Mid-day bag in Southeastern Nebraska

Mid-day bag in Southeastern Nebraska

End of day bag.  One of Matt's roosters somehow got away.

End of day bag. One of Matt’s roosters somehow got away.

By the time they pulled into the driveway, it was dark and the kids and I were in the middle of dinner, so no great photography went down.  Sorry.

On the same day we found out that our new male was born!!  He will be coming from Bourg-Royal Kennel in St. Lambert-de-Lauzon, Quebec, Canada, the same kennel as BB.  Different parents, both French imports.  We are very excited to bring him home around the first of the year!

Cristal and the 4 puppies: 1 male and 3 females

Cristal and the 4 puppies: 1 male and 3 females

Announcement in the last Griffonnier with the parents' credentials

Announcement in the last Griffonnier with the parents’ credentials

And the blog post wouldn’t be complete without some pupdates.  Here’s Midge (who went on the North Dakota trip), from Sam and Mae’s 2013 “F” litter with a big haul of pheasants from Montana.  Charles said she is a hard charging little dog with a great coat and lots of prey drive.

Midge and Montana Pheasants

Midge and Montana Pheasants

Midge’s older sister TracHer from Sam and Mae’s 2012 “C” litter has been having a great season up in North Dakota and is showing off all her skills.  According to Susan, “Gorgeous day today….we limited out 50 miles from home. TracHer retrieved 4 of the six birds, one in water with cattails.”

18 month old TracHer on retrieve of a North Dakota rooster

18 month old TracHer on retrieve of a North Dakota rooster

TracHer on left with Tom, Susan with Zepher (griff unrelated to my dogs) and their friends, the week prior to the close-up photo

TracHer on left with Tom, Susan with Zepher (griff unrelated to my dogs) and their friends, the week prior to the close-up photo

And one of my first dog babies, Whiskey from Sam and Sue’s “A” litter 2010, took his girl Andi out on her first duck hunt out in Nevada.  They did so awesome and I love how much Whiskey is Sam Jr!

Andi, Whiskey and some ducks

Andi, Whiskey and some ducks

Well, that pretty much wraps it up for right now.  Charles and I are heading out on Saturday in hopes of some pheasants and ducks.  We are still debating about where, but it will be pretty close to home.  I’ll keep you posted.  Until then, stay warm, winter is coming!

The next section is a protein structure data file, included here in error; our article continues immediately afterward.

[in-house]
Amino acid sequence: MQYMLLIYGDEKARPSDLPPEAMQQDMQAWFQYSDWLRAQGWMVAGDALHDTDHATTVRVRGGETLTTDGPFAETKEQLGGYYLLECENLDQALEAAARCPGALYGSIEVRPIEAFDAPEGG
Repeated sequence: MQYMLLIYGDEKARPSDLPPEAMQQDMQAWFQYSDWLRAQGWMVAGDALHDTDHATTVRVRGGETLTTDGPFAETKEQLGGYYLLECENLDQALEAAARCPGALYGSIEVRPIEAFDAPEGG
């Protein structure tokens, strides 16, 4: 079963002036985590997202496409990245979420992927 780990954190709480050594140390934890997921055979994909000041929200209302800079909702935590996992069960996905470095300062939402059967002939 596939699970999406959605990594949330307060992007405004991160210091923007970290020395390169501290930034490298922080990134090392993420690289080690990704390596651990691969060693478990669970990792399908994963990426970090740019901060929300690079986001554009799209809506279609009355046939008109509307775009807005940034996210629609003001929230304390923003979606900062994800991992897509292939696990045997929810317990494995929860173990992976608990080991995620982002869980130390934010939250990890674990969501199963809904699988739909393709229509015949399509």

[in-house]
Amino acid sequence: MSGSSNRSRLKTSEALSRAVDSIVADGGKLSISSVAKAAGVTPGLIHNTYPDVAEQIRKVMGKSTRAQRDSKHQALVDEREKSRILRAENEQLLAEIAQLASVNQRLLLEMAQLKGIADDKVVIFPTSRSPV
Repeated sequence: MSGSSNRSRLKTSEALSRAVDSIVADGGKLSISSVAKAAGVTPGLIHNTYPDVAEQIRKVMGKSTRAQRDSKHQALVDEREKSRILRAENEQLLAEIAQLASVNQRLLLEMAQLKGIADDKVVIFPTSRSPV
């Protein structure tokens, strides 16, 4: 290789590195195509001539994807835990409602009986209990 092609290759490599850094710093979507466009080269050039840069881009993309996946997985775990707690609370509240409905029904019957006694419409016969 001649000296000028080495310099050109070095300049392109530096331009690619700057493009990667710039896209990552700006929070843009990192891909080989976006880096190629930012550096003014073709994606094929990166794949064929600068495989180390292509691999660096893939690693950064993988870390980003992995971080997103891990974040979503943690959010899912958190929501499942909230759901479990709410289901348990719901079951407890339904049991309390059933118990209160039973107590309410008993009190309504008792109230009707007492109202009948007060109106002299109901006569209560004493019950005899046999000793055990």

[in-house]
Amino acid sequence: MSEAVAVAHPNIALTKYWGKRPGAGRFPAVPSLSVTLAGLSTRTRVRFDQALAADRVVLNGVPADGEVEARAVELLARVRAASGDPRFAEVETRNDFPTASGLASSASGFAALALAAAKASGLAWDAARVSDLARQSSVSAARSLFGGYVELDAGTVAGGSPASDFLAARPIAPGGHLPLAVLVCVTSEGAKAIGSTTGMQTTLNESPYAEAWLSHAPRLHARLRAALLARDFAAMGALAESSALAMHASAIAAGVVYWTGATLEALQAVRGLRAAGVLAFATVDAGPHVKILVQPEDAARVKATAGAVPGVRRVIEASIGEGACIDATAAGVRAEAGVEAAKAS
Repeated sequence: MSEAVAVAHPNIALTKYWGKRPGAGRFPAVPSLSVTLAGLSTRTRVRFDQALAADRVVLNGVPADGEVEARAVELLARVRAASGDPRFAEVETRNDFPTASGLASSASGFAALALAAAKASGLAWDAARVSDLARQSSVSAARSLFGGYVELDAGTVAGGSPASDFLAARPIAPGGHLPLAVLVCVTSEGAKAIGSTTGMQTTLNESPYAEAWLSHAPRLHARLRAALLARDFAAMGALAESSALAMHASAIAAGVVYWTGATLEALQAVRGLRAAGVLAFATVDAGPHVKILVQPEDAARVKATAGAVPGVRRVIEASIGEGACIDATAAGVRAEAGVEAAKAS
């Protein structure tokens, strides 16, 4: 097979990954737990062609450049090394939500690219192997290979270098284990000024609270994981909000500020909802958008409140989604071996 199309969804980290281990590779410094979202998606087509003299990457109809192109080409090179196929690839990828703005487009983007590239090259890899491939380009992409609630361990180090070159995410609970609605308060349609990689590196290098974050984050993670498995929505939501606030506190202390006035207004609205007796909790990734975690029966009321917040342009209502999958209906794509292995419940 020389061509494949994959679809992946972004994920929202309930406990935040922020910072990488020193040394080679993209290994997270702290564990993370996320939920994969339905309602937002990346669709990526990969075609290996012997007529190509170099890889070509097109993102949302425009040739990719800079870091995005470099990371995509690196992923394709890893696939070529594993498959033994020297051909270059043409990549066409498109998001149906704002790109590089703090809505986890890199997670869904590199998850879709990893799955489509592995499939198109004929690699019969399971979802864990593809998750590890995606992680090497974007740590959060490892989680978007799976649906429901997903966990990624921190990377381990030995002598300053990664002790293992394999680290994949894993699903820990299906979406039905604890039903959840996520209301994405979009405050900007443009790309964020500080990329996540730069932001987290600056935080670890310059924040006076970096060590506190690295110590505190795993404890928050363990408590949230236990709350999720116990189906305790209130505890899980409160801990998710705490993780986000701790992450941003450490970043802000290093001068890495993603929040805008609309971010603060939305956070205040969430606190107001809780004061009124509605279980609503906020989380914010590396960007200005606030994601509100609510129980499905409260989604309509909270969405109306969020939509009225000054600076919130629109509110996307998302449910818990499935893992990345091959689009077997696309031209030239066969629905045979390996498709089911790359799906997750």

Waiting and Anticipating

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Plenty to look forward to here at Bluestem Kennels this spring!  Mae has grown quite large and is now living in the house full time.

Pregnant Wirehaired Pointing Griffon Female

How Mae spends a good part of her time these days

As large as she is, I expect a big litter, but we will know more when we take her in for x-rays the week of March 5th.  I’m projecting her whelping date sometime around March 15th, so we are all getting excited for puppies!

Her pregnancy wasn’t an excuse for her to not participate in the family/pack hike yesterday.

Pregnant Wirehaired Pointing Griffon Female Running

Big Mama Mae on the move

Beautiful Day in Nebraska

Sunday was a gorgeous day to get everyone out

Now that bird hunting season is over, we’ll be out hiking more.  Things at the preserve that we’ve guided at in the past have dried up this year, as there is a late season pen-raised pheasant shortage in the area.

We are still waiting for Sue to come into season, it really should be any time now, as we’re right at 6 months from her last cycle and she cycles twice a year.  Yet Mother Nature has control and I don’t, so I’ll just try to be patient.  It is better for me to have a gap in between the two litters anyway, so that they aren’t of the age when I’m trying to work with them on different skills (between 5 1/2 and 8 weeks) at the same time.

We are also anxious for our dog painting to come home to us in the fall.  Minnesota artist Carl Melichar of Countryside Art Gallery painted an oil on linen of Sam holding a rooster pheasant.  The painting was unveiled last weekend in Kansas City at Pheasant Fest, the National Pheasants Forever Convention and Carl will have it on tour with him over the spring, summer and early fall.

Wirehaired Pointing Griffon Painting

The big announcement

Carl Melichar Countryside Art Gallery

Charles and Carl chat at his booth at Pheasant Fest, the painting is on the easel to the left

Wirehaired Pointing Griffon with rooster painting

The painting of Sam holding a rooster

I’ll be sure to keep everyone posted on our progress with puppy season, thanks for your support and send some good vibes our way for a problem-free whelping.

Nebraska Pheasant Opening Weekend 2011

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Opening Day, Saturday, October 29th

We were a little surprised to see a fellow pheasant hunter with a truck bed full of dog boxes joining us at the Bellevue Quik Trip to collect the morning coffee, as the forecast was foreboding for opening day.  Hunting tradition in Nebraska doesn’t yield to any man’s dissent and even in the Omaha suburbs folks were up early to head out into the yonder fields.

Prior to our southbound journey, we first had to pick up our old friend, Marvin Brinkman.  The annual opening hunt is always hosted by Marvin and his parents, Wilmer and Maude, on the family farm near Sterling, Nebraska.  Due to the high price of corn and soybeans this year, the Brinkmans hold some of the last CRP in Johnson County.  The Conservation Reserve Program provides the farmers a pittance in exchange for maintaining prairie in comparison to the going rate for corn and soybeans.  Luckily, the elder Brinkmans are past tractor-driving age and are also conservation-minded people.  In years past, large parties of pheasant hunters have traversed their fields with high hopes of bagging limits, and several were successful back in the 1990’s, but this year we simply hold the hope of seeing birds.